Adjacency Matrix and Matrix Operations

I created an adjacency matrix for a mesh, using the Mesh Topology component from Parakeet. The adjacency matrix A become interesting though when you take its powers, for example A^2 , gives the number of walks of length two for each vertex, and the Trace(A^3)/6 gives the number of triangles. Matrix multiplication in GH is pretty limited.; I’ve done it for A^2 here but it actually requires using the standard multiplication component. Once you start getting into higher powers, it will become extremely onerous, and I have no idea how do do Trace.

adjacency (14.3 KB)

Alright, I just figured out Trace, but it still seems like a workaround.

I have no idea what that thing is (nor Trace) but it could be helpful if you explain what are you trying to achieve via “Matrix operations (*)” (BTW: an Adj Matrix of that kind is a square symmetric Matrix Zero except R/C cell values (i.e. 1) derived from a classic Mesh VV connectivity Tree).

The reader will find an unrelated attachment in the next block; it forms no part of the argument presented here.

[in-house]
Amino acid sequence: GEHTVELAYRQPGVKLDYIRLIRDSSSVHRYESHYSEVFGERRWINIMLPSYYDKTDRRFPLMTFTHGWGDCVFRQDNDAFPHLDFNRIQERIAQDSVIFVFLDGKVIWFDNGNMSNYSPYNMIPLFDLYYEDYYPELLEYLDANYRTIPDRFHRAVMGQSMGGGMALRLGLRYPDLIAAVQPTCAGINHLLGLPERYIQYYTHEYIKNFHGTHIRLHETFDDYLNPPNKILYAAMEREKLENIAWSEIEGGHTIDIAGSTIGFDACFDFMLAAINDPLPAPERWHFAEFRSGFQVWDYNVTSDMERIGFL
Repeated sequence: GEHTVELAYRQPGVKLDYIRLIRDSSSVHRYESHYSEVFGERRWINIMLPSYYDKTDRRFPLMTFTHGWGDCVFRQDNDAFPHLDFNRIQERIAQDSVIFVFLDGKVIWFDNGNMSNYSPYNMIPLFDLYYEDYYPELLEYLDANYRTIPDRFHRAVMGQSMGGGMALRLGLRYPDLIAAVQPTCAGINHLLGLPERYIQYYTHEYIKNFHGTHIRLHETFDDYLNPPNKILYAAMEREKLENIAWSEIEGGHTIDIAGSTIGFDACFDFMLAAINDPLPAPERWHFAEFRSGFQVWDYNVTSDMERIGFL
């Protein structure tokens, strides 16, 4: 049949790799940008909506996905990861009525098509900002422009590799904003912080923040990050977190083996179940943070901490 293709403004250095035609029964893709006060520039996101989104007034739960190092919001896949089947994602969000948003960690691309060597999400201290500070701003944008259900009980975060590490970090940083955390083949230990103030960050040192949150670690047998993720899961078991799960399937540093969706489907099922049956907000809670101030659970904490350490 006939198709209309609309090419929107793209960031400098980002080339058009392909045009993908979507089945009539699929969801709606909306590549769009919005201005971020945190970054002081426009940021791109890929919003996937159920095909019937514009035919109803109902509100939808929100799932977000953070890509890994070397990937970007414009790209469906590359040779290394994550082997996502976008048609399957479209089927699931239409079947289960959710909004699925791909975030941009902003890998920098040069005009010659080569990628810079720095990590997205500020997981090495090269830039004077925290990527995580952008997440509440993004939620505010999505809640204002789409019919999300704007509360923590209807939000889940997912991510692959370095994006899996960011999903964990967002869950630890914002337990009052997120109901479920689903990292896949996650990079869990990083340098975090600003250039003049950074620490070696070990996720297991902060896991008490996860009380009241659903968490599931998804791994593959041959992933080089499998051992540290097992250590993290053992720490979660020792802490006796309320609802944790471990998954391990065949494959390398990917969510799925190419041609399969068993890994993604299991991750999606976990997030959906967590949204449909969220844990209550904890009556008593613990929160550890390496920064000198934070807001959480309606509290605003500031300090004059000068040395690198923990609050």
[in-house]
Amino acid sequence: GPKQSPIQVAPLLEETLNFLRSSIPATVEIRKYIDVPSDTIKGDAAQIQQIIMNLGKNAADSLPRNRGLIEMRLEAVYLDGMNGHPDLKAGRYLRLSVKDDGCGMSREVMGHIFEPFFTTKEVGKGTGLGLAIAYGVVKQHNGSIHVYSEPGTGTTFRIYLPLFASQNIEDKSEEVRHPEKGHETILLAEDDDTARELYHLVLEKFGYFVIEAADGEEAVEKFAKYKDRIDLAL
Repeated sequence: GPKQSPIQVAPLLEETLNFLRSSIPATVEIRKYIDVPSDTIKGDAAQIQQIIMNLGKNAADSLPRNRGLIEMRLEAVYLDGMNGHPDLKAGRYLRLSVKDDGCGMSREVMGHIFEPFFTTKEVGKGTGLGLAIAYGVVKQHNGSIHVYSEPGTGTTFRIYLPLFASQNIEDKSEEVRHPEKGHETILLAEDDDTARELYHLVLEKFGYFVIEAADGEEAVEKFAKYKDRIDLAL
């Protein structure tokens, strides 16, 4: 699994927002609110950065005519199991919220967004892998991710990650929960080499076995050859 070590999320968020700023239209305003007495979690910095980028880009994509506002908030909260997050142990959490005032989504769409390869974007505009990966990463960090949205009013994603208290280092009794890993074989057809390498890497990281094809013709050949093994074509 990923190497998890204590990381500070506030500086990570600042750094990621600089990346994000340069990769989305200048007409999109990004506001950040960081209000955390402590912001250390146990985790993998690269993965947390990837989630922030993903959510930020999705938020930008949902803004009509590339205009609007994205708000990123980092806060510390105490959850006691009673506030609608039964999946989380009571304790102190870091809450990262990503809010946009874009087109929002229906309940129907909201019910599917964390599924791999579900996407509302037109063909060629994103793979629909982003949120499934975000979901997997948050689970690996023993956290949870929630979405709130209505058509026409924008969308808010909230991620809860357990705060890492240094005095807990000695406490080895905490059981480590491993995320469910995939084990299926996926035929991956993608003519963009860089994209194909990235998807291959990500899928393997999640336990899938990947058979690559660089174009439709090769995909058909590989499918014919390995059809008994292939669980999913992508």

(*) for instance: Islands, Dijkstra, Kruskal, Hamiltonian, MST etc etc out of a Mesh (as Graph).

C’mon Peter, you must know what Trace is. Is the problem I said Trace(A) and not Tr(A)?
I know you can get mesh topology from any number of plugins; I just happen to choose Parakeet. The irony is, many of them must have an adjacency matrix internalized to do what they do, so I’m probably recreating something that’s already there. By matrix operations, I mean things like Tr, raising to a power, eigenvalues, and even just extracting a matrix element. I’m reading about Spectral Graph Theory, where the eigenvalues of the adjacency matrix play a prominent role and was trying to use GH. Probably not the best idea, but there you are.

Well … you are after Graphs after all (meaning that you use the Mesh as a Graph). Anyway I have a vast variety of Graph related C# things (most are internal, mind) … so if you can elaborate more upon what exactly you want to do (paths/routing/clustering for instance) maybe I could post something.

Get this classic sum-up from Yale (and a latest from Stanford):

SpectTut.pdf (1.1 MB)
SGT_Stanford_Valiant.pdf (227.7 KB)

BTW: It is most unlikely that you can do anything “realistic” without code … but hope dies last anyway.

Given the opportunity here’s how to get 7 out of the 9 conn trees on Mesh Lists (2 dim paths).

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Thank you for the publications Peter.